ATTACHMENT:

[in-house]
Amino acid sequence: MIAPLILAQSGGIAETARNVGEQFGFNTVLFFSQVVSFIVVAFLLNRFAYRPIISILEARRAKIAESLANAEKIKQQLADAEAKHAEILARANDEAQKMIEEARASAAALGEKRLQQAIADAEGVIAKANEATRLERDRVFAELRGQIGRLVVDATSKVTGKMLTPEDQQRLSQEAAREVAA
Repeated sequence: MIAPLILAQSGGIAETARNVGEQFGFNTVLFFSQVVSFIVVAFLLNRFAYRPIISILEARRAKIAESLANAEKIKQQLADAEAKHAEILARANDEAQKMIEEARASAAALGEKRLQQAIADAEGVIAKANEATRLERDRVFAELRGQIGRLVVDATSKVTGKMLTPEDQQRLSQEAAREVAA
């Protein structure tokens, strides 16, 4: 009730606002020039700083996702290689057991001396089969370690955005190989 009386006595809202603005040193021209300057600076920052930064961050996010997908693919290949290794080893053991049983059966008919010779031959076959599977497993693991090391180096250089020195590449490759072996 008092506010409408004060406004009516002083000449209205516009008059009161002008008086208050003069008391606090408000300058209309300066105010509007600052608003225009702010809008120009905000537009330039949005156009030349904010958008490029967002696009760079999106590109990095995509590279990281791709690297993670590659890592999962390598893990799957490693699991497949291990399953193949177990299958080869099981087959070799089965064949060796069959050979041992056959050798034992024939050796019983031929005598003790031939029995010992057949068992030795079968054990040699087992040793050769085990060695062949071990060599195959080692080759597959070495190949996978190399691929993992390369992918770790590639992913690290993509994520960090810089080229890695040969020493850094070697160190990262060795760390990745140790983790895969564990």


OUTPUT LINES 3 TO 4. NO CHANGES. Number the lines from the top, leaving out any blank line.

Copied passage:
Repeated sequence: MIAPLILAQSGGIAETARNVGEQFGFNTVLFFSQVVSFIVVAFLLNRFAYRPIISILEARRAKIAESLANAEKIKQQLADAEAKHAEILARANDEAQKMIEEARASAAALGEKRLQQAIADAEGVIAKANEATRLERDRVFAELRGQIGRLVVDATSKVTGKMLTPEDQQRLSQEAAREVAA
């Protein structure tokens, strides 16, 4: 009730606002020039700083996702290689057991001396089969370690955005190989 009386006595809202603005040193021209300057600076920052930064961050996010997908693919290949290794080893053991049983059966008919010779031959076959599977497993693991090391180096250089020195590449490759072996 008092506010409408004060406004009516002083000449209205516009008059009161002008008086208050003069008391606090408000300058209309300066105010509007600052608003225009702010809008120009905000537009330039949005156009030349904010958008490029967002696009760079999106590109990095995509590279990281791709690297993670590659890592999962390598893990799957490693699991497949291990399953193949177990299958080869099981087959070799089965064949060796069959050979041992056959050798034992024939050796019983031929005598003790031939029995010992057949068992030795079968054990040699087992040793050769085990060695062949071990060599195959080692080759597959070495190949996978190399691929993992390369992918770790590639992913690290993509994520960090810089080229890695040969020493850094070697160190990262060795760390990745140790983790895969564990």